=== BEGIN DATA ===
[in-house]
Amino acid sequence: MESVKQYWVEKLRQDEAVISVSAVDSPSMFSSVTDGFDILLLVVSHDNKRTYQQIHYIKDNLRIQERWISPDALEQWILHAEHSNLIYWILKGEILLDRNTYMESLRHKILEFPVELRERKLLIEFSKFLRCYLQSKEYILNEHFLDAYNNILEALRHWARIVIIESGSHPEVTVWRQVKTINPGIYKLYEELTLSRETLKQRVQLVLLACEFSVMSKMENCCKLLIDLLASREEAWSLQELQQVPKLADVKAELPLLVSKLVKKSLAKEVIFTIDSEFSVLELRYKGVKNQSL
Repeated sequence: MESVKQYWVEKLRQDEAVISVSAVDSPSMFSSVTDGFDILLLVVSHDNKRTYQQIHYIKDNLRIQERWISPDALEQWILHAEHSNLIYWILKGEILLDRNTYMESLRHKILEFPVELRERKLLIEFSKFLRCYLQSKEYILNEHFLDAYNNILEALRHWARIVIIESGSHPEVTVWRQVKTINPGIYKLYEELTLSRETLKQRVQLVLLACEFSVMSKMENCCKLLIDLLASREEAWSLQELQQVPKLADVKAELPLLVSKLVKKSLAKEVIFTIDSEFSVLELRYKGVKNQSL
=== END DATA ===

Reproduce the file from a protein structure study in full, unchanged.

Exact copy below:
[in-house]
Amino acid sequence: MESVKQYWVEKLRQDEAVISVSAVDSPSMFSSVTDGFDILLLVVSHDNKRTYQQIHYIKDNLRIQERWISPDALEQWILHAEHSNLIYWILKGEILLDRNTYMESLRHKILEFPVELRERKLLIEFSKFLRCYLQSKEYILNEHFLDAYNNILEALRHWARIVIIESGSHPEVTVWRQVKTINPGIYKLYEELTLSRETLKQRVQLVLLACEFSVMSKMENCCKLLIDLLASREEAWSLQELQQVPKLADVKAELPLLVSKLVKKSLAKEVIFTIDSEFSVLELRYKGVKNQSL
Repeated sequence: MESVKQYWVEKLRQDEAVISVSAVDSPSMFSSVTDGFDILLLVVSHDNKRTYQQIHYIKDNLRIQERWISPDALEQWILHAEHSNLIYWILKGEILLDRNTYMESLRHKILEFPVELRERKLLIEFSKFLRCYLQSKEYILNEHFLDAYNNILEALRHWARIVIIESGSHPEVTVWRQVKTINPGIYKLYEELTLSRETLKQRVQLVLLACEFSVMSKMENCCKLLIDLLASREEAWSLQELQQVPKLADVKAELPLLVSKLVKKSLAKEVIFTIDSEFSVLELRYKGVKNQSL